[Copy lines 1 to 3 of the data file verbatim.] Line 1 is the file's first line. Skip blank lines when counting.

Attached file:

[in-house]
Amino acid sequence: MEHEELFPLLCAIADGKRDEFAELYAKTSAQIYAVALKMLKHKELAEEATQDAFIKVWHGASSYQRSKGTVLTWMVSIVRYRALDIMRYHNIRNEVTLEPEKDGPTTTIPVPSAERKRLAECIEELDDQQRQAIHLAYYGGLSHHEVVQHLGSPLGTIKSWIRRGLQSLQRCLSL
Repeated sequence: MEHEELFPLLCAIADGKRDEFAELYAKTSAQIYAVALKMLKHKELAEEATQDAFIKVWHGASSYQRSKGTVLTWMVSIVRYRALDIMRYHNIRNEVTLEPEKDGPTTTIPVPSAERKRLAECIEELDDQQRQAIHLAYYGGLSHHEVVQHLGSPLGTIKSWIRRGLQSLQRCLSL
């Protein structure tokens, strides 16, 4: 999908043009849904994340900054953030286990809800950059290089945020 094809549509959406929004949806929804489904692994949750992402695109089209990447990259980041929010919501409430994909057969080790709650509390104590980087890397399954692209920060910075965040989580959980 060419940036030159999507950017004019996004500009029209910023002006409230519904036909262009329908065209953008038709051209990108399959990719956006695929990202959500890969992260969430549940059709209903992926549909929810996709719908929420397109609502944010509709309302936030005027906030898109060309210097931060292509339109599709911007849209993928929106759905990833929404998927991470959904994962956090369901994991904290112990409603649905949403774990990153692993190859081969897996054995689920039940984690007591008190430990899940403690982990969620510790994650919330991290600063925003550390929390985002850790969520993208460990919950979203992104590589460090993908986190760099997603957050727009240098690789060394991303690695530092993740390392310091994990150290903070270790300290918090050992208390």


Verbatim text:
[in-house]
Amino acid sequence: MEHEELFPLLCAIADGKRDEFAELYAKTSAQIYAVALKMLKHKELAEEATQDAFIKVWHGASSYQRSKGTVLTWMVSIVRYRALDIMRYHNIRNEVTLEPEKDGPTTTIPVPSAERKRLAECIEELDDQQRQAIHLAYYGGLSHHEVVQHLGSPLGTIKSWIRRGLQSLQRCLSL
Repeated sequence: MEHEELFPLLCAIADGKRDEFAELYAKTSAQIYAVALKMLKHKELAEEATQDAFIKVWHGASSYQRSKGTVLTWMVSIVRYRALDIMRYHNIRNEVTLEPEKDGPTTTIPVPSAERKRLAECIEELDDQQRQAIHLAYYGGLSHHEVVQHLGSPLGTIKSWIRRGLQSLQRCLSL